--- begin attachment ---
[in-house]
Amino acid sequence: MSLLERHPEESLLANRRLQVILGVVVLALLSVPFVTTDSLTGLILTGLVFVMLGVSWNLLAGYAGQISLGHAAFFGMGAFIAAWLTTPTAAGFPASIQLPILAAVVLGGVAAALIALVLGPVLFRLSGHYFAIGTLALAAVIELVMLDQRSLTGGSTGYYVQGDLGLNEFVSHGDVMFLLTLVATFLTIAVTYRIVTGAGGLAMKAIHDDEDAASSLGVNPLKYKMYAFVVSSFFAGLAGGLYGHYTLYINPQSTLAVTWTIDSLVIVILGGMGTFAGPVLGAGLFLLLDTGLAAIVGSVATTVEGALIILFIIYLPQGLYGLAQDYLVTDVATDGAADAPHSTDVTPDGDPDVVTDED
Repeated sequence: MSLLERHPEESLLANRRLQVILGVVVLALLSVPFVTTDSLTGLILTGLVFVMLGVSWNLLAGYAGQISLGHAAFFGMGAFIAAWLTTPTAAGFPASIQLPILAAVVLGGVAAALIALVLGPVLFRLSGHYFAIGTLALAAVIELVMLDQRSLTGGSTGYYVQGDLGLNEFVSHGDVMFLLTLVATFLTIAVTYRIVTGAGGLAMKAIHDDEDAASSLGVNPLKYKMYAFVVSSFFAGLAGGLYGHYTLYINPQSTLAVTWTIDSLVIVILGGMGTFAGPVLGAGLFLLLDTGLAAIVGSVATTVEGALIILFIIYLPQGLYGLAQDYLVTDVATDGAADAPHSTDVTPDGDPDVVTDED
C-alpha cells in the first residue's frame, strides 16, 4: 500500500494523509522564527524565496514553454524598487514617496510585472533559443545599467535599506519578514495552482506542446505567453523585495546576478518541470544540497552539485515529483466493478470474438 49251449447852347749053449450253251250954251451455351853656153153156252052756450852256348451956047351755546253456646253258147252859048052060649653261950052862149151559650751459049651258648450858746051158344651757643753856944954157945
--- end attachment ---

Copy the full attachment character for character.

[in-house]
Amino acid sequence: MSLLERHPEESLLANRRLQVILGVVVLALLSVPFVTTDSLTGLILTGLVFVMLGVSWNLLAGYAGQISLGHAAFFGMGAFIAAWLTTPTAAGFPASIQLPILAAVVLGGVAAALIALVLGPVLFRLSGHYFAIGTLALAAVIELVMLDQRSLTGGSTGYYVQGDLGLNEFVSHGDVMFLLTLVATFLTIAVTYRIVTGAGGLAMKAIHDDEDAASSLGVNPLKYKMYAFVVSSFFAGLAGGLYGHYTLYINPQSTLAVTWTIDSLVIVILGGMGTFAGPVLGAGLFLLLDTGLAAIVGSVATTVEGALIILFIIYLPQGLYGLAQDYLVTDVATDGAADAPHSTDVTPDGDPDVVTDED
Repeated sequence: MSLLERHPEESLLANRRLQVILGVVVLALLSVPFVTTDSLTGLILTGLVFVMLGVSWNLLAGYAGQISLGHAAFFGMGAFIAAWLTTPTAAGFPASIQLPILAAVVLGGVAAALIALVLGPVLFRLSGHYFAIGTLALAAVIELVMLDQRSLTGGSTGYYVQGDLGLNEFVSHGDVMFLLTLVATFLTIAVTYRIVTGAGGLAMKAIHDDEDAASSLGVNPLKYKMYAFVVSSFFAGLAGGLYGHYTLYINPQSTLAVTWTIDSLVIVILGGMGTFAGPVLGAGLFLLLDTGLAAIVGSVATTVEGALIILFIIYLPQGLYGLAQDYLVTDVATDGAADAPHSTDVTPDGDPDVVTDED
C-alpha cells in the first residue's frame, strides 16, 4: 500500500494523509522564527524565496514553454524598487514617496510585472533559443545599467535599506519578514495552482506542446505567453523585495546576478518541470544540497552539485515529483466493478470474438 49251449447852347749053449450253251250954251451455351853656153153156252052756450852256348451956047351755546253456646253258147252859048052060649653261950052862149151559650751459049651258648450858746051158344651757643753856944954157945